Tour Turkey: Underground Cities of Cappadocia – Derinkuyu

When travelling to Cappadocia, there are several things you MUST see. One of them is visiting at least one of the Underground cities. There are over 40 known underground cities, with new discoveries always on the horizon.

Created in the 7th – 8th century B.C. , Derinkuyu is the deepest known underground city and goes down to 11 stories (85 meters) in the ground. Derinkuyu was created as a refuge in times of war and later served as a safe place for Christians facing persecution by the Roman Empire. The walkways are a little small, but the pathways and rooms are well lit and you have plenty of room to move around. Seeing first-hand the homes, churches, stables, wineries and storage areas and how people survived for months at a time is amazing. Most of the underground cities in the region are connected and at any given time one underground city could have had from 25,000 – 50,000 people living there.

Here is a map of Derinkuyu to give you a better picture of the layout:

Bring a light jacket when making plans to tour Derinkuyu in the summer time, because the temperature will be a little cooler inside the underground city.

Have you ever been to Derinkuyu? What was the most memorable thing for you going to the underground cities?

Here are some other popular posts about Cappadocia:

You can also check out our recommendations forCappadocia cave hotels.

To get a free custom tour proposal and price quote for a Cappadocia tour or private guide, you can fill out ourcustom tour form.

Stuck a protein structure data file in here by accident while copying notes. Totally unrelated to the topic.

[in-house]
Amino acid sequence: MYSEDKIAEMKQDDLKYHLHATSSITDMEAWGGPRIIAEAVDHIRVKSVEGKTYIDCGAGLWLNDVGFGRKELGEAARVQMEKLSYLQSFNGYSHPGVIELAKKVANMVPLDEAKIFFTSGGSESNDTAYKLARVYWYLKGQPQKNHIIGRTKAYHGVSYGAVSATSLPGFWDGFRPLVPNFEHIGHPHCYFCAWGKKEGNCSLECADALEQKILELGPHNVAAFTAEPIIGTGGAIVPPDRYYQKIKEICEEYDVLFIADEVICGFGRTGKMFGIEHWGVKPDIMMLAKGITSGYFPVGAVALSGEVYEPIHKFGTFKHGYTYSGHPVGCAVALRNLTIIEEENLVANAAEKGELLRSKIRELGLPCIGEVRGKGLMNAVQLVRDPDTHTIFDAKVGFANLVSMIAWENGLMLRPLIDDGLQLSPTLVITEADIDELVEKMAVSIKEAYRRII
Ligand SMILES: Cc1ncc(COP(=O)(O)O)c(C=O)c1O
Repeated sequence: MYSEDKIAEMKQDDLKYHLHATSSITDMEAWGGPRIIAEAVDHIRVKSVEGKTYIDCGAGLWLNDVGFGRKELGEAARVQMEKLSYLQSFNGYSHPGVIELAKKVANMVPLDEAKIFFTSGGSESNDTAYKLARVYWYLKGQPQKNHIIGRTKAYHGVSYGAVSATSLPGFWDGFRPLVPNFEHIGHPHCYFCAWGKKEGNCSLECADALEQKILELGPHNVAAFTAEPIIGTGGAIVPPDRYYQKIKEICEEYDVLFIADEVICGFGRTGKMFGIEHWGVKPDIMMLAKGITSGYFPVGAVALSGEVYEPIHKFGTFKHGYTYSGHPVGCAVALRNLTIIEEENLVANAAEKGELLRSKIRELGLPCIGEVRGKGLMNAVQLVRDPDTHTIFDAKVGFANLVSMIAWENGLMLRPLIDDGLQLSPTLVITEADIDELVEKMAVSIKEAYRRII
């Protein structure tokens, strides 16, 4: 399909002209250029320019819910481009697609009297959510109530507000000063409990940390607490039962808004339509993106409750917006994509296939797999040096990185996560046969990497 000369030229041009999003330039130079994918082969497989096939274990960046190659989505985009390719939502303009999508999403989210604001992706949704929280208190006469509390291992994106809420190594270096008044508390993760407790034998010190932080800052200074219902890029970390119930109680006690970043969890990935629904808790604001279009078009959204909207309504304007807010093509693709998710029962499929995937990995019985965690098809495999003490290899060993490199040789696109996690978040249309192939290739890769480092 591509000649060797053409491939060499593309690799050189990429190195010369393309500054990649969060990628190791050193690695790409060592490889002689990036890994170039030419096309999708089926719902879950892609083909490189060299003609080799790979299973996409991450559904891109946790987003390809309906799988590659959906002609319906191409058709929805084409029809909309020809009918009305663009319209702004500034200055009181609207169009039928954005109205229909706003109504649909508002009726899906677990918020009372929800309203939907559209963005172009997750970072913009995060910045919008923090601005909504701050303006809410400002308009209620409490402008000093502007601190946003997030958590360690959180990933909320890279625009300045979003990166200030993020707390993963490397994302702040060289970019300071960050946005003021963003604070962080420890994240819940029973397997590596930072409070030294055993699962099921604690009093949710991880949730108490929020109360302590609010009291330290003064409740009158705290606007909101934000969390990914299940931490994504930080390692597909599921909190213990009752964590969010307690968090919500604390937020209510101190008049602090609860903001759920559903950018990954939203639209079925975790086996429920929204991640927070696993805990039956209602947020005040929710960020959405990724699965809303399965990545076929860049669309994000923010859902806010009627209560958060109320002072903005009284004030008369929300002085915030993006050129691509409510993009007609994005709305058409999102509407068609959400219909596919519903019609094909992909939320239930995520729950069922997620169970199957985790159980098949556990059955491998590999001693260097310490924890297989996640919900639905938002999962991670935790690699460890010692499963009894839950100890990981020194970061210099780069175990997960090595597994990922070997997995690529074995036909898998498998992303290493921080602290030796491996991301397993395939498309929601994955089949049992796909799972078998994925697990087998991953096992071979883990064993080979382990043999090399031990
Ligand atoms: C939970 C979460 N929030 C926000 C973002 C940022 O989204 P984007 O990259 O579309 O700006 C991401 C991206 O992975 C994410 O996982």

• Anonymous says:

    How did Christians make them 800 years before Christianity existed?

  • Jim says:

    Hello Anonymous – Thanks for pointing out the confusing wording I used. I’ve updated the post and hope its clear that Derinkuyu did serve as a safe place for Christians facing persecution by the Roman Empire, although it was created before Christianity existed.

  • Jill England says:

    I took a tour of one of these sites in 1969. What I remember as a 9 year old was the rolling stone doors, the pit ‘traps’ the deep church with alter, and the central pit/well that was really, really deep. The tour guide lit it by lighting a newspaper on fire and throwing it into the hole and we watched the makeshift torch fall and fall …

    They probably do not use that lighting technique anymore.

    • admin says:

      Yeah, now they just drop stones and let you listen for the sound. Sometimes they’ll have a laser light they can shine down the hole but that’s only the rare technologically savvy guide.

  • adil Jilla says:

    Perhaps you would like to tell the story before the Christians, where Zorastrains was first the religion in the region.

    • admin says:

      Or possibly I could touch on the shamanistic and ancestor related religions of the pre Zoroastrian period. But most of the visitors are going to see the Byzantine remains and Hittite period remains so writing an article about travel that focused on the aspects of Zoroastrianism is still a ways down on my priority list. Thanks for the idea though. I`ll do a little research and get back to you.

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